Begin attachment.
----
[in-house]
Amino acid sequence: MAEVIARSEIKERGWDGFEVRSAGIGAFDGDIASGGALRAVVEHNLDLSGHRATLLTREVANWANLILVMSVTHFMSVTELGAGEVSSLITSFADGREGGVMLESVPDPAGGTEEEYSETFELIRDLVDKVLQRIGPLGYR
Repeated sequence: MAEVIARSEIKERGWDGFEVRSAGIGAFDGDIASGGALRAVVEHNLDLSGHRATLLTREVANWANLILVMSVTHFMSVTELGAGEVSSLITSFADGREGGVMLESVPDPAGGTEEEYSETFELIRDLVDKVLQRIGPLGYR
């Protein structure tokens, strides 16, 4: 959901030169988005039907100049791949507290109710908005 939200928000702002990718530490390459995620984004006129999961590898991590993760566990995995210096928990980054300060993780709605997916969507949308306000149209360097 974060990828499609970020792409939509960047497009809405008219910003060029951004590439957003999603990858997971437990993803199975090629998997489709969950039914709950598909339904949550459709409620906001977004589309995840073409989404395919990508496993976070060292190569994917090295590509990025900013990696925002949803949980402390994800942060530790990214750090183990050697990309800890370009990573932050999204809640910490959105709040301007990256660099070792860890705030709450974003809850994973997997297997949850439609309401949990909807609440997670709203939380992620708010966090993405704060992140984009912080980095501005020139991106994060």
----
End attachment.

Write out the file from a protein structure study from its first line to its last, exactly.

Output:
[in-house]
Amino acid sequence: MAEVIARSEIKERGWDGFEVRSAGIGAFDGDIASGGALRAVVEHNLDLSGHRATLLTREVANWANLILVMSVTHFMSVTELGAGEVSSLITSFADGREGGVMLESVPDPAGGTEEEYSETFELIRDLVDKVLQRIGPLGYR
Repeated sequence: MAEVIARSEIKERGWDGFEVRSAGIGAFDGDIASGGALRAVVEHNLDLSGHRATLLTREVANWANLILVMSVTHFMSVTELGAGEVSSLITSFADGREGGVMLESVPDPAGGTEEEYSETFELIRDLVDKVLQRIGPLGYR
């Protein structure tokens, strides 16, 4: 959901030169988005039907100049791949507290109710908005 939200928000702002990718530490390459995620984004006129999961590898991590993760566990995995210096928990980054300060993780709605997916969507949308306000149209360097 974060990828499609970020792409939509960047497009809405008219910003060029951004590439957003999603990858997971437990993803199975090629998997489709969950039914709950598909339904949550459709409620906001977004589309995840073409989404395919990508496993976070060292190569994917090295590509990025900013990696925002949803949980402390994800942060530790990214750090183990050697990309800890370009990573932050999204809640910490959105709040301007990256660099070792860890705030709450974003809850994973997997297997949850439609309401949990909807609440997670709203939380992620708010966090993405704060992140984009912080980095501005020139991106994060």